Disclosure: this post may contain affiliate links, which means I may make a commission if you decide to make a purchase through one of my links, at no cost to you.
Special thanks to National Hardware for sponsoring and providing materials for this project! All opinions are 100% my own.
Man, oh man… this week has been an absolute terror on my back. But, it was totally worth it, because I got started on a project I’m really excited about:
What you’re seeing here is the frame that will be installed near the garage on the side of the house — the one that will become the wood screen to hide the ugly eyesore that is my outdoor trash can. But, before it can go in, there are a number of other tasks involving lots of physical labor that I’m going to have to knock out this coming month.
Here’s the plan:
- Decide on a spot on the site of the house (near the garage) for a flat surface on which to place the outdoor trash bin and recycling bins – done!
- Dig down into said spot, compact the soil – nearly done!
- Lay down crushed gravel & compact
- Create a form for a concrete slab & pour
- Build a wood screen (that’s where the decorative hardware & this post comes in) – nearly done!
- Bury the wooden screen next to the new slab/pavers
- Stain the wood once it’s had some adjustment in the elements (PT lumber needs a few weeks)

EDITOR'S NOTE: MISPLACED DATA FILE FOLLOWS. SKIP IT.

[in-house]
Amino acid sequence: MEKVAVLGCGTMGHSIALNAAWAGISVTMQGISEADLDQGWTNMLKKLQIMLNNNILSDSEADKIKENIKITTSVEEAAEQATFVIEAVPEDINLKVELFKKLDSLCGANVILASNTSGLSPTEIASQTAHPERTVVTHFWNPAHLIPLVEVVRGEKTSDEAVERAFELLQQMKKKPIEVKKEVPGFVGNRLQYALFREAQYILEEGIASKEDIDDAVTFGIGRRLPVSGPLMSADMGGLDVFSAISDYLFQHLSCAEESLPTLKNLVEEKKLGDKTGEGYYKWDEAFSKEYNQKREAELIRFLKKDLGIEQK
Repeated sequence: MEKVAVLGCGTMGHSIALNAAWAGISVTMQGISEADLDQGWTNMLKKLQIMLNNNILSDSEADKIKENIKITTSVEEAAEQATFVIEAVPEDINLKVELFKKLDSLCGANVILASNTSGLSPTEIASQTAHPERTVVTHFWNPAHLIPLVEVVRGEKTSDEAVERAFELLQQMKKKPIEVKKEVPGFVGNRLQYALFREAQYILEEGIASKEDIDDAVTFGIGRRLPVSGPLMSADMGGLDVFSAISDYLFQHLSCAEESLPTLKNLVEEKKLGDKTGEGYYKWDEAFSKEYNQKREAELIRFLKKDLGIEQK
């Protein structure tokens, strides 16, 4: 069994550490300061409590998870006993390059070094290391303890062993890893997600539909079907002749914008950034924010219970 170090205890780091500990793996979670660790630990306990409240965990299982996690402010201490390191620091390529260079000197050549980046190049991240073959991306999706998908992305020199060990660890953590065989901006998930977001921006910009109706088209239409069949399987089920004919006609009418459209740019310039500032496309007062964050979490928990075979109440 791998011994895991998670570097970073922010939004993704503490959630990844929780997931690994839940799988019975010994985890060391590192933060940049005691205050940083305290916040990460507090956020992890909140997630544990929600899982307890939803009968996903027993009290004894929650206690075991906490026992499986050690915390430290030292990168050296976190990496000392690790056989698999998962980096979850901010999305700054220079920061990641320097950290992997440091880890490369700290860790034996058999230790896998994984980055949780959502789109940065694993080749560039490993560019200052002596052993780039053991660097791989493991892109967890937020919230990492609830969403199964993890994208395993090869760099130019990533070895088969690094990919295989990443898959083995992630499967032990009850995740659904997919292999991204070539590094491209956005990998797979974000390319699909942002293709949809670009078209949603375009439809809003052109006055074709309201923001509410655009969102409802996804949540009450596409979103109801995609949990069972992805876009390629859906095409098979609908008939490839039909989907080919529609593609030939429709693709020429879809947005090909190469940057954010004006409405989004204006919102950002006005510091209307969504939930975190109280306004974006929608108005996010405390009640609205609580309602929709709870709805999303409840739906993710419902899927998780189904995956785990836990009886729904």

- Clean up the surrounding area with new plants
In case you weren’t following along this summer (which by the way, you can click here to do that), the general problem that I’m trying to address with this project is that the very noticeable trash bin given to me by the county doesn’t have its own designated spot when it’s not sitting out at the curb. And since it has no home, it sits in my driveway most of the time. With all of the work I’ve done on the exterior over the years, turning the corner onto my street and seeing this in my driveway just takes all the fun out of the curb appeal progress. Meh.
I absolutely hate the way the trash just sits out and wanted to find a new place that would keep it out of view — but I know myself. If I had to lug it to the opposite side of the house or drag it behind the backyard fence, I’d get lazy and wind up still putting it in the driveway far too often. “Just this once” would turn into me forgetting about it, and I’d leave it in the driveway until the following week when it needs to go to the curb again. As we’ve seen with the entryway closet makeover that I posted about earlier this week, a project’s value is only as good as it manages to fit with my daily habits (or it will just keep getting messy again). So I needed to find a practical option. I decided that the garden on the side of the house (on the right side in the picture above) was perfect.